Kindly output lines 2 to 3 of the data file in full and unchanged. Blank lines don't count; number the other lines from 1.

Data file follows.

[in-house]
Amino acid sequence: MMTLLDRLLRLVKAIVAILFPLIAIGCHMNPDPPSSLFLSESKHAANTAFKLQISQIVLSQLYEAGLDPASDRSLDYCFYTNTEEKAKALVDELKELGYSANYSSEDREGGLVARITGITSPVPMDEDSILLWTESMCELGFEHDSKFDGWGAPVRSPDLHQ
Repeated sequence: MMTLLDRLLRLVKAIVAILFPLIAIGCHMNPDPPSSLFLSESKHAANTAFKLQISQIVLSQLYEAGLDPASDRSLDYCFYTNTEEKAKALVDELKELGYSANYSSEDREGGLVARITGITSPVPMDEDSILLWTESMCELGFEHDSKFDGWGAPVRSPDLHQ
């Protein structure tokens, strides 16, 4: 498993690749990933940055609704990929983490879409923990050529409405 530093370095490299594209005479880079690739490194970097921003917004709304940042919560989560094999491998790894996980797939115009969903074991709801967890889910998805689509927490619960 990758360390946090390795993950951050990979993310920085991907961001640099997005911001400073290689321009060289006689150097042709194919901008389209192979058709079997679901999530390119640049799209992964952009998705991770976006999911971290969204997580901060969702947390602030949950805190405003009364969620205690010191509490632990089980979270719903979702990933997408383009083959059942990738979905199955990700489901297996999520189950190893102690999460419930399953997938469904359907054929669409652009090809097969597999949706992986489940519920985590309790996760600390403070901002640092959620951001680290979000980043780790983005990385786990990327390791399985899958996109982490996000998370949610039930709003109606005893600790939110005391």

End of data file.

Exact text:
Amino acid sequence: MMTLLDRLLRLVKAIVAILFPLIAIGCHMNPDPPSSLFLSESKHAANTAFKLQISQIVLSQLYEAGLDPASDRSLDYCFYTNTEEKAKALVDELKELGYSANYSSEDREGGLVARITGITSPVPMDEDSILLWTESMCELGFEHDSKFDGWGAPVRSPDLHQ
Repeated sequence: MMTLLDRLLRLVKAIVAILFPLIAIGCHMNPDPPSSLFLSESKHAANTAFKLQISQIVLSQLYEAGLDPASDRSLDYCFYTNTEEKAKALVDELKELGYSANYSSEDREGGLVARITGITSPVPMDEDSILLWTESMCELGFEHDSKFDGWGAPVRSPDLHQ